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Bill aims to shield Nevada workers from heat-related illnesses


Photo: travelview/iStockphoto

Carson City, NV — Recently introduced legislation in Nevada would provide outdoor workers with additional protections against extreme heat and poor air quality.

Introduced on March 27 by Sen. Edgar Flores (D-Las Vegas), the Extreme Weather Working Conditions Bill (S.B. 427) would revise existing workplace safety and health law to require additional provisions in employers’ current written safety programs: 

  • A program to mitigate heat-related illness on any day when the temperature is expected to be 95° F or higher.
  • A training program for employees who might be affected by heat-related illness issues.
  • A program to mitigate poor air quality exposure on any day when workers are exposed to air with an Air Quality Index value of 201 or higher.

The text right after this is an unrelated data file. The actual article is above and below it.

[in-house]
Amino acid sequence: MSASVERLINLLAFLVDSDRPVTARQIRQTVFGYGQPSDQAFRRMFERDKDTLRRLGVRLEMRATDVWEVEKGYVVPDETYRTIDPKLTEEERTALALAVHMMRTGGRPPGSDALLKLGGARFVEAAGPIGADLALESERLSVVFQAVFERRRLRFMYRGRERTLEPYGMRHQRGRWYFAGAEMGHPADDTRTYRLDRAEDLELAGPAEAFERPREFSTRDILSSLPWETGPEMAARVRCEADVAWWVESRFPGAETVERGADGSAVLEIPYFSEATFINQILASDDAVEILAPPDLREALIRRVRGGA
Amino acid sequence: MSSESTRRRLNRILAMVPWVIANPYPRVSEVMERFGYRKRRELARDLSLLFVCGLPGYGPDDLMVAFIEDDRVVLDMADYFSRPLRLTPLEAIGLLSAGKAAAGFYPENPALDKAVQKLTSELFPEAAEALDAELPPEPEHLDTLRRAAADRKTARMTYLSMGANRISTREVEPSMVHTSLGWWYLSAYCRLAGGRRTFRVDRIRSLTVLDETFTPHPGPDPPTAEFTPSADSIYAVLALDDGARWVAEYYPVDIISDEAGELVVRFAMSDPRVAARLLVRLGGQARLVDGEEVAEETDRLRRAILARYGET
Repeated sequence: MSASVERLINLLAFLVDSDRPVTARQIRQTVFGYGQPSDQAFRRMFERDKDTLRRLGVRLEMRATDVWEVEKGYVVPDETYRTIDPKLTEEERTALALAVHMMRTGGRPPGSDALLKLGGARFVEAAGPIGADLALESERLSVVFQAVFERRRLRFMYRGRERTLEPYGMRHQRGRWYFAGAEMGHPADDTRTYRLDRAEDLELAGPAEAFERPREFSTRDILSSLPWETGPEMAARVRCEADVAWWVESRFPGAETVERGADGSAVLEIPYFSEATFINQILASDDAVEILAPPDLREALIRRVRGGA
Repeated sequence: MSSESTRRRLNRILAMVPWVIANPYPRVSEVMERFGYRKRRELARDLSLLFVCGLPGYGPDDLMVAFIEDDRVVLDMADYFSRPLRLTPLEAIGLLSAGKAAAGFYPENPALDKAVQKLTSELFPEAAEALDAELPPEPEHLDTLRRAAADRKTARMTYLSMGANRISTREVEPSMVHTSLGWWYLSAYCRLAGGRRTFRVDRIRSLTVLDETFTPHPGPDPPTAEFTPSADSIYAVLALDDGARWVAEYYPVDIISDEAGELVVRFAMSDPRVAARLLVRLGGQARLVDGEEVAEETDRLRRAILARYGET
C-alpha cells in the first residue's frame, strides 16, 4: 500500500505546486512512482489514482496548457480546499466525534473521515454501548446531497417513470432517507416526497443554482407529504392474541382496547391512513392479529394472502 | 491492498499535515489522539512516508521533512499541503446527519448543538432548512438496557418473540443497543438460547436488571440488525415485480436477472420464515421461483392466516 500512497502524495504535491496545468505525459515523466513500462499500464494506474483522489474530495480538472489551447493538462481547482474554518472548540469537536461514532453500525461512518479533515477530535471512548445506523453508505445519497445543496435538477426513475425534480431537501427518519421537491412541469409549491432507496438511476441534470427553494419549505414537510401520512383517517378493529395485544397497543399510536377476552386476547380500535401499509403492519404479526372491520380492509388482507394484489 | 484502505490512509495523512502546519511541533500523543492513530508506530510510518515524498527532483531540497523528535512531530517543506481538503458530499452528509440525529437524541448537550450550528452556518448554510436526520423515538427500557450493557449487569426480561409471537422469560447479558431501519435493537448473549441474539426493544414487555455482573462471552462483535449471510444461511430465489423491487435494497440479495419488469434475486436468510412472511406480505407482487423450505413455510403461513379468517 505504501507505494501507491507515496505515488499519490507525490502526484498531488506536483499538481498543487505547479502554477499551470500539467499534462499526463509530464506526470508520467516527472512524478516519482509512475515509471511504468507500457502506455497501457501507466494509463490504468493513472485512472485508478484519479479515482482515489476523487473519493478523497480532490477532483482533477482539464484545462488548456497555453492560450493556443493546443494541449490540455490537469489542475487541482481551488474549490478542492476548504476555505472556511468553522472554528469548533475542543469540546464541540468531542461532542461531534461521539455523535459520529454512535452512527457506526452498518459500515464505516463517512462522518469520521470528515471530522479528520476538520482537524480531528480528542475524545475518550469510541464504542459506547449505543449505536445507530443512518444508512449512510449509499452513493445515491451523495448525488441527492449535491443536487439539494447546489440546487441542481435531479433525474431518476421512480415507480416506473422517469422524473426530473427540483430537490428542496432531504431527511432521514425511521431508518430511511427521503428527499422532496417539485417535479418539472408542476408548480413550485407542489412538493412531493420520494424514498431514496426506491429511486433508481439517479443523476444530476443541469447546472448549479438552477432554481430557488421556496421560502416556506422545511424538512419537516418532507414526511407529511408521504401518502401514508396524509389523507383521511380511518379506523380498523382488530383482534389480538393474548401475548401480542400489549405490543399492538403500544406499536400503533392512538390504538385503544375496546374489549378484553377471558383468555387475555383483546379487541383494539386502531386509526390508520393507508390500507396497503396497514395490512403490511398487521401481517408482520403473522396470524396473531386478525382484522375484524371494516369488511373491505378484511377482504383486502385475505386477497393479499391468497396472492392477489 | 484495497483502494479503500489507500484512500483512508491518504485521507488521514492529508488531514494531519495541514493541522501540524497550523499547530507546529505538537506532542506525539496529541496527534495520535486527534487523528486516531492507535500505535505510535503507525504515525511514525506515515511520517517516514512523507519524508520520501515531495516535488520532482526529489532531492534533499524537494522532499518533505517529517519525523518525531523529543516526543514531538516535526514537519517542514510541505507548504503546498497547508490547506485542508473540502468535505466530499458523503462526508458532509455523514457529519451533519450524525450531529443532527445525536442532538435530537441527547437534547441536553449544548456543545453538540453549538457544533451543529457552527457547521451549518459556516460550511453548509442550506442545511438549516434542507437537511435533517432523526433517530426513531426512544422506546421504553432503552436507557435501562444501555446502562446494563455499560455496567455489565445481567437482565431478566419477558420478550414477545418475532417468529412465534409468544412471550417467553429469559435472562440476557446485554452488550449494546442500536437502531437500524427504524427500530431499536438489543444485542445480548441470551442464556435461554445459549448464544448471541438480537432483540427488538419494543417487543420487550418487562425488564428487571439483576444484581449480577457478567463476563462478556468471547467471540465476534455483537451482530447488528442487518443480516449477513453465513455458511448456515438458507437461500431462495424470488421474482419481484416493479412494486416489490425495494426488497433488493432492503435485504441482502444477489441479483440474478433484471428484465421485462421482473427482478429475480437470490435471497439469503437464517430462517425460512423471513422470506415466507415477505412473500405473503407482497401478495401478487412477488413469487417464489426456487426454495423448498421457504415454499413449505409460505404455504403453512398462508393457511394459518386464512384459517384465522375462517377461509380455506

• A training program, focused on the hazards of working without personal protective equipment, for workers who may be exposed to poor air quality.

Specifically, employers would be required to provide workers a 10-minute break each hour during extreme heat, along with at least 1 quart of cool, fresh drinking water each hour and access to shade. During days with poor air quality, employers would be required to provide workers with proper respiratory protection, access to an indoor environment with appropriate ventilation and air filtering, and a mandatory 10-minute break each hour.

The bill stipulates that the programs and training must be conducted and made available in languages and formats that employees understand.

It has been referred to the Senate Commerce and Labor Committee.

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